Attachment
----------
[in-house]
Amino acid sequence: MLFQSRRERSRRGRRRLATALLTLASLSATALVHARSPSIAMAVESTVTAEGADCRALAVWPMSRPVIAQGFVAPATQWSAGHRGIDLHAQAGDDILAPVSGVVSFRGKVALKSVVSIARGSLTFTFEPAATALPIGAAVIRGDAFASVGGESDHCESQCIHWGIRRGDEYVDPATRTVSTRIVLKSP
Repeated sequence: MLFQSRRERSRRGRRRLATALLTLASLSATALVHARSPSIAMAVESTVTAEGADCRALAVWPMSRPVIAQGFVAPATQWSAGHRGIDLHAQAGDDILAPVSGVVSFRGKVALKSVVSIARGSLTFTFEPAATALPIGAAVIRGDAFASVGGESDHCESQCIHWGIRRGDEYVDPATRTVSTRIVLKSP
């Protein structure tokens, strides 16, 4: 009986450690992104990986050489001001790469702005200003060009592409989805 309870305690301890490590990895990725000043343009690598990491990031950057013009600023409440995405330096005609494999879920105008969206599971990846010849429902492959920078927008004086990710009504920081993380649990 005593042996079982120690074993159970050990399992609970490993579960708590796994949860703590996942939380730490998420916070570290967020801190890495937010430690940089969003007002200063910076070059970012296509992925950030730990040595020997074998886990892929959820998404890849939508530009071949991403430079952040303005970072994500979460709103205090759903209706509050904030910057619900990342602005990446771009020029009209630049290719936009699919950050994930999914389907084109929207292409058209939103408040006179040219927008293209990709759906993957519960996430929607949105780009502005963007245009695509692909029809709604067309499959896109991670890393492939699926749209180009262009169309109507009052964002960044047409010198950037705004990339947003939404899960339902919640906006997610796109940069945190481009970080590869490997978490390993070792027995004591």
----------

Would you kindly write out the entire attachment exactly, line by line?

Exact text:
[in-house]
Amino acid sequence: MLFQSRRERSRRGRRRLATALLTLASLSATALVHARSPSIAMAVESTVTAEGADCRALAVWPMSRPVIAQGFVAPATQWSAGHRGIDLHAQAGDDILAPVSGVVSFRGKVALKSVVSIARGSLTFTFEPAATALPIGAAVIRGDAFASVGGESDHCESQCIHWGIRRGDEYVDPATRTVSTRIVLKSP
Repeated sequence: MLFQSRRERSRRGRRRLATALLTLASLSATALVHARSPSIAMAVESTVTAEGADCRALAVWPMSRPVIAQGFVAPATQWSAGHRGIDLHAQAGDDILAPVSGVVSFRGKVALKSVVSIARGSLTFTFEPAATALPIGAAVIRGDAFASVGGESDHCESQCIHWGIRRGDEYVDPATRTVSTRIVLKSP
């Protein structure tokens, strides 16, 4: 009986450690992104990986050489001001790469702005200003060009592409989805 309870305690301890490590990895990725000043343009690598990491990031950057013009600023409440995405330096005609494999879920105008969206599971990846010849429902492959920078927008004086990710009504920081993380649990 005593042996079982120690074993159970050990399992609970490993579960708590796994949860703590996942939380730490998420916070570290967020801190890495937010430690940089969003007002200063910076070059970012296509992925950030730990040595020997074998886990892929959820998404890849939508530009071949991403430079952040303005970072994500979460709103205090759903209706509050904030910057619900990342602005990446771009020029009209630049290719936009699919950050994930999914389907084109929207292409058209939103408040006179040219927008293209990709759906993957519960996430929607949105780009502005963007245009695509692909029809709604067309499959896109991670890393492939699926749209180009262009169309109507009052964002960044047409010198950037705004990339947003939404899960339902919640906006997610796109940069945190481009970080590869490997978490390993070792027995004591």